As some of you stated above I feel that as gay men, one thing that impacts our community is the constant oppression from many religious leaders and other “traditionalists” in society. Because of this oppression, the gay community as a whole generally rejects the “traditional” moral code. In many cases simply because this moral code does not accept homosexuality. This then leaves the gay community to create our own set of morals. Many gay men are sexually free, or have open relationships. We may place a different value on the role of family or follow a less mainstream spiritual path.

    So for many gay people, our moral code is set up differently than society in general. But the second part of the equation is if we adhere to our moral code. In my experience many straight people claim to be a “Christian” or to be on the straight and narrow as far as their moral standards. Yet at the same time their life is a complete contradiction to what they preach. I mean look at marriage for example. Every straight couple vowels “Till death do us part” but look at the divorce rate. Now more people get divorced than stay together. And this can be seen not just in marriage but throughout society. Enron, The Catholic Church molestation cases, and even the Governmental mess of lies and corruption. In each case Im sure they proudly claimed to be an upstanding moral member of society but in the end held themselves to no such standard.

    On the flip side, in my view, gay men may have a different code, but we are much more serious about living by what we preach. I have met many gay couples who have been together for 8 years, 10 years, over 20 years. Their relationships may be open, but they have a set code and they are both true to that. Now of course there are bad gay people and good straight people. Im not trying to say this is 100% true all of the time. But what I am saying is that because gay men have to take a second and figure out who we REALLY are, we may just be better at staying true to ourselves….
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    Apr 05, 2007 3:50 AM GMT
    Morals and Ethics are all determined within each individual, so what I consider morally right, others view differently. If someone doesn't agree with a specific situation that may be borderline immoral or unethical then..... DON'T DO IT. And if you're a witness to such action, RUN AWAY!!! Stand by your own set of moral and ethical values, it's one of the traits that makes each of us unique. to each his own....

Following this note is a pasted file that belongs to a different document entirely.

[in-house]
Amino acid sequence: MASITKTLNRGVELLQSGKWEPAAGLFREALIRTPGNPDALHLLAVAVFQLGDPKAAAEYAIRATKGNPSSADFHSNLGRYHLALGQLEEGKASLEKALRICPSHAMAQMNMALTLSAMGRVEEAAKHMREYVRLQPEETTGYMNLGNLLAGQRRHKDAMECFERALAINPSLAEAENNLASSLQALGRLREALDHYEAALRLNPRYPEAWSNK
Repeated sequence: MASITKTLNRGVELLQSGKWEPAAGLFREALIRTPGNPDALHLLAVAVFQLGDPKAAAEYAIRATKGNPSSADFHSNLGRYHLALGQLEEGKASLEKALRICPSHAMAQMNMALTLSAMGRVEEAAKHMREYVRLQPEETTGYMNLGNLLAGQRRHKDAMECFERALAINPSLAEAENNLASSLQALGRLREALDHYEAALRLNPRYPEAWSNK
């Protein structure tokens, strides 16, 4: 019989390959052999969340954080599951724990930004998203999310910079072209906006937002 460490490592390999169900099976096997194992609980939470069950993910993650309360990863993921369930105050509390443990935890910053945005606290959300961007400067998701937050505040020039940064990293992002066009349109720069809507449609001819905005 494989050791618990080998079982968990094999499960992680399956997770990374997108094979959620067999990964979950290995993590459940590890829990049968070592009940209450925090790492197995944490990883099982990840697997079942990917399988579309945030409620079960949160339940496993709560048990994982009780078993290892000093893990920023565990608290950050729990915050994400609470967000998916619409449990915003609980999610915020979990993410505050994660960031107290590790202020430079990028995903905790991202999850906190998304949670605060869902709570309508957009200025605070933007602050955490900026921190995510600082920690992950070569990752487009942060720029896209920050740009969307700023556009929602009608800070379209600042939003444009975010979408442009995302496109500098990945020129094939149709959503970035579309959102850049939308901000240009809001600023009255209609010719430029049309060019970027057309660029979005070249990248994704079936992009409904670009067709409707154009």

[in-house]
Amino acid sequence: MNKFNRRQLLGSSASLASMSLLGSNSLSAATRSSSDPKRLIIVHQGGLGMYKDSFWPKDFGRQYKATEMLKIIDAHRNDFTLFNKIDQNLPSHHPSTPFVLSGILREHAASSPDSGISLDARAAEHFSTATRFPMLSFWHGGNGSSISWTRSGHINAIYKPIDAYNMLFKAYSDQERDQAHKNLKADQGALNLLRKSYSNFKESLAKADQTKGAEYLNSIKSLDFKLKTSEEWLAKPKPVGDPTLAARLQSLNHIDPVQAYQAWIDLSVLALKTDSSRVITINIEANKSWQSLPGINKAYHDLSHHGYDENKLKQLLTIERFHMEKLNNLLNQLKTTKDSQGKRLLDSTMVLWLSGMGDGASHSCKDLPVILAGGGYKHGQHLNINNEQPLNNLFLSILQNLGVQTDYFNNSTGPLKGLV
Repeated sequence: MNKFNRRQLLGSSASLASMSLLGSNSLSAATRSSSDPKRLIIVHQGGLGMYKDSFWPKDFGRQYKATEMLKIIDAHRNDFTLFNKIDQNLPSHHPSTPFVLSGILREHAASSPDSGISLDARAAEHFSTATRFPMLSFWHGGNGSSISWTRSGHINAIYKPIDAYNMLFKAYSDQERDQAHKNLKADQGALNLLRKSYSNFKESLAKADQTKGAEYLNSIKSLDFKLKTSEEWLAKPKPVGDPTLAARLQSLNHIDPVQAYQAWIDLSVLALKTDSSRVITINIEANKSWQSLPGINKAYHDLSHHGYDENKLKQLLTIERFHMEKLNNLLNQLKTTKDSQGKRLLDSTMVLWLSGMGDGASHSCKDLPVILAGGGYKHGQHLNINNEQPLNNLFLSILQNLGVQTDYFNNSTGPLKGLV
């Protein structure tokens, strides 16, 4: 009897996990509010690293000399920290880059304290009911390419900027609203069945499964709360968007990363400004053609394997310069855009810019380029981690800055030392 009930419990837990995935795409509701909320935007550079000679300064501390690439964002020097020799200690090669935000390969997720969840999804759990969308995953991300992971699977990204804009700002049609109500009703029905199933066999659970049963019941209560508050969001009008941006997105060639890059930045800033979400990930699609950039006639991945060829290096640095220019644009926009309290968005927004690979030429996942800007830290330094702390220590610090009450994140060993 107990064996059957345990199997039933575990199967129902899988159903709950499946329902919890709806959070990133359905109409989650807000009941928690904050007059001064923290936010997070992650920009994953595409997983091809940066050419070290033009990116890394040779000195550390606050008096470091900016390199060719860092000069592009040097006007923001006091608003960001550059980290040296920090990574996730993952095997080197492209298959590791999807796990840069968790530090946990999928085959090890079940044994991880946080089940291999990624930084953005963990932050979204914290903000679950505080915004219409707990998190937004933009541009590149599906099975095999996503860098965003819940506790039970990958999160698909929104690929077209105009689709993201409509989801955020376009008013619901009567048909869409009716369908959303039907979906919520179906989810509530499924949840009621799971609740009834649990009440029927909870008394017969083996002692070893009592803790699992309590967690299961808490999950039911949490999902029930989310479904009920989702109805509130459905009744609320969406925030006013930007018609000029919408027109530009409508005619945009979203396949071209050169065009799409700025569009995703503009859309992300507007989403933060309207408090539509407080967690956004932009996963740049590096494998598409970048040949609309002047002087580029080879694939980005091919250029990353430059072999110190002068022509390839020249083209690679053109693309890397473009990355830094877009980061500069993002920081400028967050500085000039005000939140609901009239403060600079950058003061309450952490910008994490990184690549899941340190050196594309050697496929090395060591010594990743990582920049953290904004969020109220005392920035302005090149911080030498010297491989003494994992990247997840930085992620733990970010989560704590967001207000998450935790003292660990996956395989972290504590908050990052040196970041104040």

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    Apr 05, 2007 3:59 AM GMT
    Excellent comments, gentlemen. What a contrast to the diatribes, paranoia and name-calling in some of other forums.

    These are very thoughtful. I agree with all the comments. I would add that societies do have the "right" to set laws on the basis of some definition of morality.

    For example, if we lived in a theocracy (as the religious right want us to do, or as exists in some of the Islamic states), the enforcable morality would probably lead to all of us getting executed.

    Thank goodness that our country is founded on a set of principles that are grounded in exclusion of theocracy as a guiding underpinning, despite what those who are on the fringes (both left and right) want to impose. (By the way, you can tell those guys right away...their "reasoned" arguments quickly degenerate into ranting and name-calling.

    John
  • phill

    Posts: 117

    Apr 05, 2007 4:14 AM GMT
    How does gay sexuality effect moral issues. Well morals are societies fastly held belifes based on tradition. So when something seen as aborrent for so long becomes mainstream and asks society as a whole to understand the deeper levels of mentation on the situation it is seen as a bucking of a moral system. Society exists as a way to teach peoples the social memes we hope to passed down to future generations. In 100 years based on the public face of homosexuality you may see the ideas of morality change. It may be immoral to discriminate based on sexuality it may be immoral to not be open to possible sexuality on a scale. Its really about what society whats to teach the structure of the future to value.